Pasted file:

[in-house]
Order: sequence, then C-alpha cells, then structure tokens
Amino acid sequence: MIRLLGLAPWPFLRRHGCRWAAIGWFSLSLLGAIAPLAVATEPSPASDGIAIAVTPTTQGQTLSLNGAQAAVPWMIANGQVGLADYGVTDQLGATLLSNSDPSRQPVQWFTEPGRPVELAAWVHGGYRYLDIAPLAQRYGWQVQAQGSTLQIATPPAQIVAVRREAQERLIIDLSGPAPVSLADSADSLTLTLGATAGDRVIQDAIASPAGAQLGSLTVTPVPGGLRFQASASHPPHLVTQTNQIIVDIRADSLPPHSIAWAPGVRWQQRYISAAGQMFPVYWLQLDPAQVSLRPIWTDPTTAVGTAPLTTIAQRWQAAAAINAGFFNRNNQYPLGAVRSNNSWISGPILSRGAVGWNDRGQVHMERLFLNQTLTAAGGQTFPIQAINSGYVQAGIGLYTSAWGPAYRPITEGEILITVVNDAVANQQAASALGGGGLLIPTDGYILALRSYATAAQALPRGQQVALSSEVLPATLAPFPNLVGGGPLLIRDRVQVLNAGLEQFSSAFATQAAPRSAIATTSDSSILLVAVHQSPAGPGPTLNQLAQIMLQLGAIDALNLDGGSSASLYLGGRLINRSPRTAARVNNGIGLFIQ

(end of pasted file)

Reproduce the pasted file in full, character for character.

[in-house]
Order: sequence, then C-alpha cells, then structure tokens
Amino acid sequence: MIRLLGLAPWPFLRRHGCRWAAIGWFSLSLLGAIAPLAVATEPSPASDGIAIAVTPTTQGQTLSLNGAQAAVPWMIANGQVGLADYGVTDQLGATLLSNSDPSRQPVQWFTEPGRPVELAAWVHGGYRYLDIAPLAQRYGWQVQAQGSTLQIATPPAQIVAVRREAQERLIIDLSGPAPVSLADSADSLTLTLGATAGDRVIQDAIASPAGAQLGSLTVTPVPGGLRFQASASHPPHLVTQTNQIIVDIRADSLPPHSIAWAPGVRWQQRYISAAGQMFPVYWLQLDPAQVSLRPIWTDPTTAVGTAPLTTIAQRWQAAAAINAGFFNRNNQYPLGAVRSNNSWISGPILSRGAVGWNDRGQVHMERLFLNQTLTAAGGQTFPIQAINSGYVQAGIGLYTSAWGPAYRPITEGEILITVVNDAVANQQAASALGGGGLLIPTDGYILALRSYATAAQALPRGQQVALSSEVLPATLAPFPNLVGGGPLLIRDRVQVLNAGLEQFSSAFATQAAPRSAIATTSDSSILLVAVHQSPAGPGPTLNQLAQIMLQLGAIDALNLDGGSSASLYLGGRLINRSPRTAARVNNGIGLFIQ